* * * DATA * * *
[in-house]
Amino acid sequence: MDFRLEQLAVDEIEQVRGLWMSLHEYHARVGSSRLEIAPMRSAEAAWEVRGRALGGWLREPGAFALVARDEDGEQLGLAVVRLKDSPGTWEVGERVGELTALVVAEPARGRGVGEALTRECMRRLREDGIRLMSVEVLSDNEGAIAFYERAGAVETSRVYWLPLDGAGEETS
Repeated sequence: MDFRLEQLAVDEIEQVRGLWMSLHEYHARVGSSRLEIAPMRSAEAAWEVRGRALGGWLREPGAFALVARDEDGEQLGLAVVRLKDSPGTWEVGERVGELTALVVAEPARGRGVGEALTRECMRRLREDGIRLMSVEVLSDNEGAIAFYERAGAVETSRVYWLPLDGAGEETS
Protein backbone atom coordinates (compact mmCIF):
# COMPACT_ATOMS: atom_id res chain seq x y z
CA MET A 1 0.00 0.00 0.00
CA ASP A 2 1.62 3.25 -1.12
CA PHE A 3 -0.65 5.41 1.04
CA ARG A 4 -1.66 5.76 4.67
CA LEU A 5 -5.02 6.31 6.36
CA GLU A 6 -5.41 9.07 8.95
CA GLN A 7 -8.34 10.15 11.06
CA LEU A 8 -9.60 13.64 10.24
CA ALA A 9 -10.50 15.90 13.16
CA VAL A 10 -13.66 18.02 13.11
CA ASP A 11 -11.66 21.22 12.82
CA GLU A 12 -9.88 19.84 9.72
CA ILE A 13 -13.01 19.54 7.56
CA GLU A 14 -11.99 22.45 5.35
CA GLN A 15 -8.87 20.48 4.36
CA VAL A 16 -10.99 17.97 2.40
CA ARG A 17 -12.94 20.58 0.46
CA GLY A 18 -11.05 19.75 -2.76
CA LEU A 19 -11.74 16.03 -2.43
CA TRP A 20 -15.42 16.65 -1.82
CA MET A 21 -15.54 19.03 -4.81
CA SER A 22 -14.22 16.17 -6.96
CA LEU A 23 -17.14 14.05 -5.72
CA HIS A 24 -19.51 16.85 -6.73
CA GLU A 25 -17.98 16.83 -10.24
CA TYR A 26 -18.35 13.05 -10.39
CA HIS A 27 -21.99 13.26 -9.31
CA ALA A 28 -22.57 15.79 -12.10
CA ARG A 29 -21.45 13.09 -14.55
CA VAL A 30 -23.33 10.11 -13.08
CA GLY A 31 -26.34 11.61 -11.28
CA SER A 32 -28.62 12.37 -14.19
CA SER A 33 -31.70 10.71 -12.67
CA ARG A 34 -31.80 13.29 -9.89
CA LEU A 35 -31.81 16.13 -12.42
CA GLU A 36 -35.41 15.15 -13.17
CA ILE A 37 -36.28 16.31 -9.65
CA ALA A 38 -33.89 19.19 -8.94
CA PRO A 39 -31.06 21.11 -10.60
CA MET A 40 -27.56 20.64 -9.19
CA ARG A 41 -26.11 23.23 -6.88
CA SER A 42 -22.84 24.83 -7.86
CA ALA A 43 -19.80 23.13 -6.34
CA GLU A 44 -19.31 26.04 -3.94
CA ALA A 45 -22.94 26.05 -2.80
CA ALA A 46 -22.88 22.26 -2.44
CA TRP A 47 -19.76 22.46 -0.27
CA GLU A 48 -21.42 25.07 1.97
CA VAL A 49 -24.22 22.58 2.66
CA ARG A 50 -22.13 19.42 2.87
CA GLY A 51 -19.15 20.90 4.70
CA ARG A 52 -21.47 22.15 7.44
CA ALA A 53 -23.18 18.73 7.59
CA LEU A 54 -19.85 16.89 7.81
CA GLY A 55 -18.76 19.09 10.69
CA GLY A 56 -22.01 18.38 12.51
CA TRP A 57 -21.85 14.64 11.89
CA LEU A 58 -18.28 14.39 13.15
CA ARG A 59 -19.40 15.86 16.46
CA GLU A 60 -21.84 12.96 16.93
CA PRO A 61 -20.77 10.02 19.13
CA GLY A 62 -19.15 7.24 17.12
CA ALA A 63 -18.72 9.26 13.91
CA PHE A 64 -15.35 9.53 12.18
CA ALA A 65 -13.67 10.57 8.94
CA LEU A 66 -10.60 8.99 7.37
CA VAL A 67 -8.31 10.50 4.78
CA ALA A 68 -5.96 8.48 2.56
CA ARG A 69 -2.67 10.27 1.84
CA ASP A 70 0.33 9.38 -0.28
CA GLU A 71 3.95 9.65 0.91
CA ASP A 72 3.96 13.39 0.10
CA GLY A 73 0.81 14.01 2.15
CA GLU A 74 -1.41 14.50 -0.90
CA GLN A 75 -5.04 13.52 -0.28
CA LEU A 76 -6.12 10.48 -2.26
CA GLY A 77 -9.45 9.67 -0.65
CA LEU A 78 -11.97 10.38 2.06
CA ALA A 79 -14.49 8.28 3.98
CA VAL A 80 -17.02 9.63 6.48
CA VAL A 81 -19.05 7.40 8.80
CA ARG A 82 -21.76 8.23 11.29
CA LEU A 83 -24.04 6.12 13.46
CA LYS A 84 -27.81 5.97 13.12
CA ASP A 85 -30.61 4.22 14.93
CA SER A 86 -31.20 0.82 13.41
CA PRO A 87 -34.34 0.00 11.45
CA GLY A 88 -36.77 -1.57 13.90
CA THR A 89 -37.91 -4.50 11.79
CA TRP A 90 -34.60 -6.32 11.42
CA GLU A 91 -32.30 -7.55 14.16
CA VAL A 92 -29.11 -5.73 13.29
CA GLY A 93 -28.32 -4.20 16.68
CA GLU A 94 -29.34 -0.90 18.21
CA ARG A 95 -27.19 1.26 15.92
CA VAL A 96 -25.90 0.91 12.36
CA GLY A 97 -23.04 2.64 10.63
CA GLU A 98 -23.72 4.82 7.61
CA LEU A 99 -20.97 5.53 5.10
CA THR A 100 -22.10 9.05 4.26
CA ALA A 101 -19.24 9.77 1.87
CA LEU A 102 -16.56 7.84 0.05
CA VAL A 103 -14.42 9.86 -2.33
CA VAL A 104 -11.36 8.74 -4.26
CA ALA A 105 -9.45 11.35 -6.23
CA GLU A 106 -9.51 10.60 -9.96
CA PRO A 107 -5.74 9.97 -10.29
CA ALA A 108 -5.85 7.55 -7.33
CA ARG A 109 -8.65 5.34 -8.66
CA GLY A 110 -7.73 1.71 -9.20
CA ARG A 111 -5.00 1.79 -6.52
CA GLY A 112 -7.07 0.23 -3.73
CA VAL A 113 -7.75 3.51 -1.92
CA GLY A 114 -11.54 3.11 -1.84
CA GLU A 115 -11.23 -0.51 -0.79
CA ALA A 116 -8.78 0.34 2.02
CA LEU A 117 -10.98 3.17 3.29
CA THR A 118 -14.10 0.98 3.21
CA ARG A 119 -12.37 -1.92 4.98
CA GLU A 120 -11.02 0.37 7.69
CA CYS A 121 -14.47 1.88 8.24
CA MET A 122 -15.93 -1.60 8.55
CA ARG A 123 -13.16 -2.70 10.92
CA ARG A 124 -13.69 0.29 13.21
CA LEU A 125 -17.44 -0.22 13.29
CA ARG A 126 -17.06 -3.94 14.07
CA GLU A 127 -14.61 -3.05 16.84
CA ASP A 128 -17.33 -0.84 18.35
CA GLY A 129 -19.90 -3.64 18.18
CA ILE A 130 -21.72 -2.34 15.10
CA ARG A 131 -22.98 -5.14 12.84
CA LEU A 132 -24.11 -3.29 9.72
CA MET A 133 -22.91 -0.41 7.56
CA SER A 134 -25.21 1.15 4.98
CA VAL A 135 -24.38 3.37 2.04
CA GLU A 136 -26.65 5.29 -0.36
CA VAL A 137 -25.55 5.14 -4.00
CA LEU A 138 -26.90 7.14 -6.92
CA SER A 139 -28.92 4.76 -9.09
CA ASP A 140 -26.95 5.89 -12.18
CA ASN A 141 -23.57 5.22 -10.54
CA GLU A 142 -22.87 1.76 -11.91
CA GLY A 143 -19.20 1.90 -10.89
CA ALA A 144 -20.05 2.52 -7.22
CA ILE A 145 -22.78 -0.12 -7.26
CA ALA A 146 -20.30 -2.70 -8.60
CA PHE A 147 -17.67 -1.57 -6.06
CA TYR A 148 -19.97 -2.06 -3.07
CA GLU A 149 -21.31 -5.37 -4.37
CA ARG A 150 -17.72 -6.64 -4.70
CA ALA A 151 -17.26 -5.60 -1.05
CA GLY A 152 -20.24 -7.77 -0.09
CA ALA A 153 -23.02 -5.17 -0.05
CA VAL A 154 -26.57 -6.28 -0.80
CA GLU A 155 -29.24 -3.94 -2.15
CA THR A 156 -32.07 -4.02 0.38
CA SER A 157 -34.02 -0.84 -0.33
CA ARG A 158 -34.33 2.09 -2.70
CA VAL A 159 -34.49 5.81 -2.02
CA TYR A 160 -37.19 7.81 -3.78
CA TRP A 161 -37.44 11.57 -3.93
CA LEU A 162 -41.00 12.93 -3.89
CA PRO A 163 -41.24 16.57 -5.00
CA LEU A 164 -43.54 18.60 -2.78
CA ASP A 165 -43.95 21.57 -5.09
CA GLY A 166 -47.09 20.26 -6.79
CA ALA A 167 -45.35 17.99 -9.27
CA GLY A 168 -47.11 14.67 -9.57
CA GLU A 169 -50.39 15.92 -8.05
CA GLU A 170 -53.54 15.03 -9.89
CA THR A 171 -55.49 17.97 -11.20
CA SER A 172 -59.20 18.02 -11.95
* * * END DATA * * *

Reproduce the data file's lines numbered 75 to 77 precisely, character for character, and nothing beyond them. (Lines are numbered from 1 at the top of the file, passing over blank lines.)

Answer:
CA ASP A 70 0.33 9.38 -0.28
CA GLU A 71 3.95 9.65 0.91
CA ASP A 72 3.96 13.39 0.10